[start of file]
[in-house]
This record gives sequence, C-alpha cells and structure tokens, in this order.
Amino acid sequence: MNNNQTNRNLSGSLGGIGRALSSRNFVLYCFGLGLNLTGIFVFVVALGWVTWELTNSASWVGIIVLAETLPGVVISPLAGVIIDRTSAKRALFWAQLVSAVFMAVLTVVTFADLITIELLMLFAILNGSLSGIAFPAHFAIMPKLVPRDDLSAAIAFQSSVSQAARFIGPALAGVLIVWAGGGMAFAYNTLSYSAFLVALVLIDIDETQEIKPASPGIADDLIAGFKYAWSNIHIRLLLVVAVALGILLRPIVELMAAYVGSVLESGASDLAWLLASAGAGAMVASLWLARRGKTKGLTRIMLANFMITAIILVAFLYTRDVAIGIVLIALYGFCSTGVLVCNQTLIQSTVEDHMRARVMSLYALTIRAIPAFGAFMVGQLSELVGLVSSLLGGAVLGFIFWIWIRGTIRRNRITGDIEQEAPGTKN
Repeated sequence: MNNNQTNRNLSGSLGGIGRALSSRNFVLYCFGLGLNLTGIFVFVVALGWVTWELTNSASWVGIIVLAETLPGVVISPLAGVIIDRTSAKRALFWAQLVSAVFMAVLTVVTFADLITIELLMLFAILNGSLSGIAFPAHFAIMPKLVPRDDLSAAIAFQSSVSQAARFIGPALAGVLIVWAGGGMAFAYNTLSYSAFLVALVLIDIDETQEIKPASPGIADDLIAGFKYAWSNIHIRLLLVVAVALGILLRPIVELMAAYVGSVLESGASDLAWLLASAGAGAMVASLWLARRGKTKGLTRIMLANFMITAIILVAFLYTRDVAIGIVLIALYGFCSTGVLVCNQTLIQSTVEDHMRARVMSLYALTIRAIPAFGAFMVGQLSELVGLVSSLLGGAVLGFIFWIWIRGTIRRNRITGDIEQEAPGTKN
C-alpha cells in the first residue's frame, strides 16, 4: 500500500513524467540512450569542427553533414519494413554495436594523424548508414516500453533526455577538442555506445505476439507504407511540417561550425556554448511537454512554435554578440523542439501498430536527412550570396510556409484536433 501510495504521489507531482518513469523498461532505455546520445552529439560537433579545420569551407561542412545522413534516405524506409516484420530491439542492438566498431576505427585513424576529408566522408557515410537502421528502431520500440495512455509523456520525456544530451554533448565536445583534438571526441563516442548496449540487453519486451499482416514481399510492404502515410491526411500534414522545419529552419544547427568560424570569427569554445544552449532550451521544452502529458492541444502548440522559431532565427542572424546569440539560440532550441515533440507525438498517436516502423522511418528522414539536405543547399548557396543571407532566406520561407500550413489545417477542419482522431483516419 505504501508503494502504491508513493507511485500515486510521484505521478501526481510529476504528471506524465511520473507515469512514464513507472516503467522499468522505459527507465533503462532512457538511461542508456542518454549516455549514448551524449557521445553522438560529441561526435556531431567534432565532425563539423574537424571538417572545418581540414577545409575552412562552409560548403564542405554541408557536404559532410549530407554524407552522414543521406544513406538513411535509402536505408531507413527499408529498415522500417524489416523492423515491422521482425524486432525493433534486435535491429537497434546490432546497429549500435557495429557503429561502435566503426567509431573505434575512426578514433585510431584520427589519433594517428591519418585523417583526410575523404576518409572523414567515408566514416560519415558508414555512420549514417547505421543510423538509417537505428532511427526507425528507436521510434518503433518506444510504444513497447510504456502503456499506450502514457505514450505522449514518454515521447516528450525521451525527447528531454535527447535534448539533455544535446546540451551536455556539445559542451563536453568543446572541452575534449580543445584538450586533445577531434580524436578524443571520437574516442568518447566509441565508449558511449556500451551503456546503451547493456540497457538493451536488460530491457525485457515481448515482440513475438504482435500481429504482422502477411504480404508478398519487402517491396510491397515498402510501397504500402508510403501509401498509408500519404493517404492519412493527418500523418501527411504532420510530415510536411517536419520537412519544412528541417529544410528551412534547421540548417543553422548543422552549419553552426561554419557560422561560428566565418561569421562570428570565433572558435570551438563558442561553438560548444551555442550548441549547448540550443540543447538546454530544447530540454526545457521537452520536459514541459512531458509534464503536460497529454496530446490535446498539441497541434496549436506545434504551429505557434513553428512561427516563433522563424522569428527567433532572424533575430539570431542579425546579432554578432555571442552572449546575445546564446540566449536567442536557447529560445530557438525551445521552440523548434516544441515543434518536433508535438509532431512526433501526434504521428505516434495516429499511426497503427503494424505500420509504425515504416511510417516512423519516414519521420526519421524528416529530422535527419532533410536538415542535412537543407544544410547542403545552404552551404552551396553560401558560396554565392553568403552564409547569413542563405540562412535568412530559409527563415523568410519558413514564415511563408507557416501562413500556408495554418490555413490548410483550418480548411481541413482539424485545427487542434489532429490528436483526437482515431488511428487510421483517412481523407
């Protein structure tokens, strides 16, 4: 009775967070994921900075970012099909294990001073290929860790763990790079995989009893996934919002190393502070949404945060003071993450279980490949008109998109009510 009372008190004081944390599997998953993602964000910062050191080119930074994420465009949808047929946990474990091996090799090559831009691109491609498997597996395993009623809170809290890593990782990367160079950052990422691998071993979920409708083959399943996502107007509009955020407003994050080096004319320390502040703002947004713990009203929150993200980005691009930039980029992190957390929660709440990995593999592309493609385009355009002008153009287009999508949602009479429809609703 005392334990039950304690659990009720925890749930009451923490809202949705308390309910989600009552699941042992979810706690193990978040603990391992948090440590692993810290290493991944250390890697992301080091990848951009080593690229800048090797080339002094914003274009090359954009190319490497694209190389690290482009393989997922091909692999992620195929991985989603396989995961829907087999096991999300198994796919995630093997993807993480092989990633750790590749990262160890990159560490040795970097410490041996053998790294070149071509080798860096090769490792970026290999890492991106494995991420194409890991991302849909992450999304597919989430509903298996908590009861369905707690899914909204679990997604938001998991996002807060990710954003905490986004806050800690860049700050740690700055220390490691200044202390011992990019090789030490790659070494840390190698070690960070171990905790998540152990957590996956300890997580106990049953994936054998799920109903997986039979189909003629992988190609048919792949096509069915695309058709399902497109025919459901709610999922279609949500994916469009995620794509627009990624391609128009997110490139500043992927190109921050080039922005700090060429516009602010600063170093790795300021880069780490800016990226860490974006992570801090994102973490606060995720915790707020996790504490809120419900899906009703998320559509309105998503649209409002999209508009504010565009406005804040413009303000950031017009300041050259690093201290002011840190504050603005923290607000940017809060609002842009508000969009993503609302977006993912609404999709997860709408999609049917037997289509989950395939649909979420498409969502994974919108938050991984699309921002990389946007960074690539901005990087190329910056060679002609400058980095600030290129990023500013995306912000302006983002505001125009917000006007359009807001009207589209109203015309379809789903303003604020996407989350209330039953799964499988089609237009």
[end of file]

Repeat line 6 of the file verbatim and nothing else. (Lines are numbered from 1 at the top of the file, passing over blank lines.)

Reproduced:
């Protein structure tokens, strides 16, 4: 009775967070994921900075970012099909294990001073290929860790763990790079995989009893996934919002190393502070949404945060003071993450279980490949008109998109009510 009372008190004081944390599997998953993602964000910062050191080119930074994420465009949808047929946990474990091996090799090559831009691109491609498997597996395993009623809170809290890593990782990367160079950052990422691998071993979920409708083959399943996502107007509009955020407003994050080096004319320390502040703002947004713990009203929150993200980005691009930039980029992190957390929660709440990995593999592309493609385009355009002008153009287009999508949602009479429809609703 005392334990039950304690659990009720925890749930009451923490809202949705308390309910989600009552699941042992979810706690193990978040603990391992948090440590692993810290290493991944250390890697992301080091990848951009080593690229800048090797080339002094914003274009090359954009190319490497694209190389690290482009393989997922091909692999992620195929991985989603396989995961829907087999096991999300198994796919995630093997993807993480092989990633750790590749990262160890990159560490040795970097410490041996053998790294070149071509080798860096090769490792970026290999890492991106494995991420194409890991991302849909992450999304597919989430509903298996908590009861369905707690899914909204679990997604938001998991996002807060990710954003905490986004806050800690860049700050740690700055220390490691200044202390011992990019090789030490790659070494840390190698070690960070171990905790998540152990957590996956300890997580106990049953994936054998799920109903997986039979189909003629992988190609048919792949096509069915695309058709399902497109025919459901709610999922279609949500994916469009995620794509627009990624391609128009997110490139500043992927190109921050080039922005700090060429516009602010600063170093790795300021880069780490800016990226860490974006992570801090994102973490606060995720915790707020996790504490809120419900899906009703998320559509309105998503649209409002999209508009504010565009406005804040413009303000950031017009300041050259690093201290002011840190504050603005923290607000940017809060609002842009508000969009993503609302977006993912609404999709997860709408999609049917037997289509989950395939649909979420498409969502994974919108938050991984699309921002990389946007960074690539901005990087190329910056060679002609400058980095600030290129990023500013995306912000302006983002505001125009917000006007359009807001009207589209109203015309379809789903303003604020996407989350209330039953799964499988089609237009």